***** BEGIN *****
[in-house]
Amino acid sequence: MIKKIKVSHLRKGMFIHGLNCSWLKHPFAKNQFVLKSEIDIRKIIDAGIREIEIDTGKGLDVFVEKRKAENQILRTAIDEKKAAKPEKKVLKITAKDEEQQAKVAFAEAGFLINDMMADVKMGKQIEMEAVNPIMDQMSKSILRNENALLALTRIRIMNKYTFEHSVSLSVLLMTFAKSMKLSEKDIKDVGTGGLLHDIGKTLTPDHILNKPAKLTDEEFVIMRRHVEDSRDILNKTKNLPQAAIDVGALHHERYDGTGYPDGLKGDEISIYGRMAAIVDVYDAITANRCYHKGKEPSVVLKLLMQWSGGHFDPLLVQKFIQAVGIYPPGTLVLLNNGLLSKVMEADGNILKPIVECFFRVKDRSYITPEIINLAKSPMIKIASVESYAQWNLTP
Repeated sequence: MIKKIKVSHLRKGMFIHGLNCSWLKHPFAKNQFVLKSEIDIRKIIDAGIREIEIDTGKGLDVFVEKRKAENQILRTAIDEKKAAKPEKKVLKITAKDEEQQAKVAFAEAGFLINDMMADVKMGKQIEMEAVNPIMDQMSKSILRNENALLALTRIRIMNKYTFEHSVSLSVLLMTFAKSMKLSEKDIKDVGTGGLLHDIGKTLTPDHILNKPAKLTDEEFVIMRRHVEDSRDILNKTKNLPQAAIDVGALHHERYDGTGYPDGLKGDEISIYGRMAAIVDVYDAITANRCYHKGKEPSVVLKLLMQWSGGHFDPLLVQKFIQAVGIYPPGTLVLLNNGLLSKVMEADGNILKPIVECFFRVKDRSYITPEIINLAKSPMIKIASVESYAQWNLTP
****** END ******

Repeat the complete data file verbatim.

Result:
[in-house]
Amino acid sequence: MIKKIKVSHLRKGMFIHGLNCSWLKHPFAKNQFVLKSEIDIRKIIDAGIREIEIDTGKGLDVFVEKRKAENQILRTAIDEKKAAKPEKKVLKITAKDEEQQAKVAFAEAGFLINDMMADVKMGKQIEMEAVNPIMDQMSKSILRNENALLALTRIRIMNKYTFEHSVSLSVLLMTFAKSMKLSEKDIKDVGTGGLLHDIGKTLTPDHILNKPAKLTDEEFVIMRRHVEDSRDILNKTKNLPQAAIDVGALHHERYDGTGYPDGLKGDEISIYGRMAAIVDVYDAITANRCYHKGKEPSVVLKLLMQWSGGHFDPLLVQKFIQAVGIYPPGTLVLLNNGLLSKVMEADGNILKPIVECFFRVKDRSYITPEIINLAKSPMIKIASVESYAQWNLTP
Repeated sequence: MIKKIKVSHLRKGMFIHGLNCSWLKHPFAKNQFVLKSEIDIRKIIDAGIREIEIDTGKGLDVFVEKRKAENQILRTAIDEKKAAKPEKKVLKITAKDEEQQAKVAFAEAGFLINDMMADVKMGKQIEMEAVNPIMDQMSKSILRNENALLALTRIRIMNKYTFEHSVSLSVLLMTFAKSMKLSEKDIKDVGTGGLLHDIGKTLTPDHILNKPAKLTDEEFVIMRRHVEDSRDILNKTKNLPQAAIDVGALHHERYDGTGYPDGLKGDEISIYGRMAAIVDVYDAITANRCYHKGKEPSVVLKLLMQWSGGHFDPLLVQKFIQAVGIYPPGTLVLLNNGLLSKVMEADGNILKPIVECFFRVKDRSYITPEIINLAKSPMIKIASVESYAQWNLTP